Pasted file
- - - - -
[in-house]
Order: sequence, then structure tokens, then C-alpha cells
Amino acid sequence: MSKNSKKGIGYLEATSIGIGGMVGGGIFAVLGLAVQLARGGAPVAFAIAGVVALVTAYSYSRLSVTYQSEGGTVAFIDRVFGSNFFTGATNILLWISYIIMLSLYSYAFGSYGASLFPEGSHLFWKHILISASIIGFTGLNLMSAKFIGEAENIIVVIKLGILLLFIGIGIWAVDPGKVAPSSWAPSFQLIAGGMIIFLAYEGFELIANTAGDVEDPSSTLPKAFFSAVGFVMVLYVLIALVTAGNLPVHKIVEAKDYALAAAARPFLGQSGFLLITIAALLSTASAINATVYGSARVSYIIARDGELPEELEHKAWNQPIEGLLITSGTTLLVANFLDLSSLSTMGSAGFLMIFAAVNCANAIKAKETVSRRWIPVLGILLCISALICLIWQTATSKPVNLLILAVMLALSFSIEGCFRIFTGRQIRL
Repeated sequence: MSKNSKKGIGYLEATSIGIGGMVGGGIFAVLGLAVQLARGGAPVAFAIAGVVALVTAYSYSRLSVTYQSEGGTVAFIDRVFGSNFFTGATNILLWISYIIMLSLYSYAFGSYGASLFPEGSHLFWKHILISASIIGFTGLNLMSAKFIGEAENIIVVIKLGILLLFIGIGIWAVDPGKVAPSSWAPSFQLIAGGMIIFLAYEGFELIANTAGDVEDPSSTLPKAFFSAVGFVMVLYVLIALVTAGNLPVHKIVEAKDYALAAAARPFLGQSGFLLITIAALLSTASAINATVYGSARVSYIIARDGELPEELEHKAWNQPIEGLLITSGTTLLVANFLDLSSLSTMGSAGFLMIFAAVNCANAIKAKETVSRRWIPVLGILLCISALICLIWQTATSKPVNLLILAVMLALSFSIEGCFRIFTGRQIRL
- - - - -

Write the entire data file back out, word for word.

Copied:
[in-house]
Order: sequence, then structure tokens, then C-alpha cells
Amino acid sequence: MSKNSKKGIGYLEATSIGIGGMVGGGIFAVLGLAVQLARGGAPVAFAIAGVVALVTAYSYSRLSVTYQSEGGTVAFIDRVFGSNFFTGATNILLWISYIIMLSLYSYAFGSYGASLFPEGSHLFWKHILISASIIGFTGLNLMSAKFIGEAENIIVVIKLGILLLFIGIGIWAVDPGKVAPSSWAPSFQLIAGGMIIFLAYEGFELIANTAGDVEDPSSTLPKAFFSAVGFVMVLYVLIALVTAGNLPVHKIVEAKDYALAAAARPFLGQSGFLLITIAALLSTASAINATVYGSARVSYIIARDGELPEELEHKAWNQPIEGLLITSGTTLLVANFLDLSSLSTMGSAGFLMIFAAVNCANAIKAKETVSRRWIPVLGILLCISALICLIWQTATSKPVNLLILAVMLALSFSIEGCFRIFTGRQIRL
Repeated sequence: MSKNSKKGIGYLEATSIGIGGMVGGGIFAVLGLAVQLARGGAPVAFAIAGVVALVTAYSYSRLSVTYQSEGGTVAFIDRVFGSNFFTGATNILLWISYIIMLSLYSYAFGSYGASLFPEGSHLFWKHILISASIIGFTGLNLMSAKFIGEAENIIVVIKLGILLLFIGIGIWAVDPGKVAPSSWAPSFQLIAGGMIIFLAYEGFELIANTAGDVEDPSSTLPKAFFSAVGFVMVLYVLIALVTAGNLPVHKIVEAKDYALAAAARPFLGQSGFLLITIAALLSTASAINATVYGSARVSYIIARDGELPEELEHKAWNQPIEGLLITSGTTLLVANFLDLSSLSTMGSAGFLMIFAAVNCANAIKAKETVSRRWIPVLGILLCISALICLIWQTATSKPVNLLILAVMLALSFSIEGCFRIFTGRQIRL